Testosterone treatment suppresses paternal care in superb fairy-wrens, Malurus cyaneus, despite their concurrent investment in courtship

Anne Peters, Andrew Cockburn, Ross Cunningham

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Courtship displays and paternal care in male birds are generally thought to be mutually exclusive, because testosterone, necessary for stimulation of sexual behaviours, suppresses paternal behaviours. Superb fairy-wrens, Malurus cyaneus, are unusual in that males concurrently engage in courtship and paternal care. Fairy-wrens live in stable socially monogamous pairs with 0-4 subordinate male helpers. Both helper and dominant males provide care whenever it is required but continue courtship throughout the period of care as most fertilisations are extra-group and females are multi-brooded. To examine the role of testosterone in this trade-off, we compared testosterone levels in males of different social status, while they had dependent nestlings, and determined the effect of testosterone treatment on provisioning rates of pairs. Testosterone levels were lower in subordinate helpers, although these do not provide more paternal care than dominant males. Conversely, testosterone levels were similar in dominant males with or without helpers, although as the number of helpers increases males invest substantially less in nestling care and more in extra-group courtship. Although testosterone levels are high, irrespective of paternal duties, experimental testosterone treatment of males resulted in a large (65%) reduction in nestling feeding rates. Surprisingly, there was no indication that females compensated for this reduction in provisioning, suggesting that females might assume a constant male contribution to offspring care. We conclude that during nestling provisioning, male fairy-wrens maintain testosterone at an individual level that does not interfere with parental duties, while allowing high investment in extra-group courtship.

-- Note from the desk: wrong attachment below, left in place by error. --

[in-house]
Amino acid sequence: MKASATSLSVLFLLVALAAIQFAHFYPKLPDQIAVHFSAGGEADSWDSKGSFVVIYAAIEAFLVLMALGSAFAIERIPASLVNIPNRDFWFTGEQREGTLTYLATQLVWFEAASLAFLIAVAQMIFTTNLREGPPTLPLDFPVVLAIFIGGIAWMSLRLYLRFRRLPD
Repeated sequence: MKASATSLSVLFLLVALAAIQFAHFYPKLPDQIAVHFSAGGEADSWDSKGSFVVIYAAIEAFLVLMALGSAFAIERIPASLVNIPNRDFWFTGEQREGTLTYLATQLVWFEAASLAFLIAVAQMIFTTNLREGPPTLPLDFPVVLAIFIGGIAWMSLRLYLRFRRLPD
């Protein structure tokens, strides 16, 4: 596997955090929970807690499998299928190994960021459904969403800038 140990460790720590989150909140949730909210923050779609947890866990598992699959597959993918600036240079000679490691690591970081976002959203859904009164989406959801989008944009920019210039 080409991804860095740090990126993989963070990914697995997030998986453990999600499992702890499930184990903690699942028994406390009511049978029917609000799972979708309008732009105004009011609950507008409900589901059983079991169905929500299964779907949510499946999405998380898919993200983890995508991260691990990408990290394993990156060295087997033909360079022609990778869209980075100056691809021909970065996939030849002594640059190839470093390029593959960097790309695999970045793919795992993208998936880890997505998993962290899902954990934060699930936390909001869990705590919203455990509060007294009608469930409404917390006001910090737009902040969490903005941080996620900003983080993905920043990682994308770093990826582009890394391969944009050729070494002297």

Original languageEnglish
Pages (from-to)538-547
Number of pages10
JournalBehavioral Ecology and Sociobiology
Issue number6
Publication statusPublished - 1 May 2002
Externally publishedYes


  • Female compensation
  • Hormones
  • Life history trade-offs
  • Parental behaviour
  • Reproductive allocation

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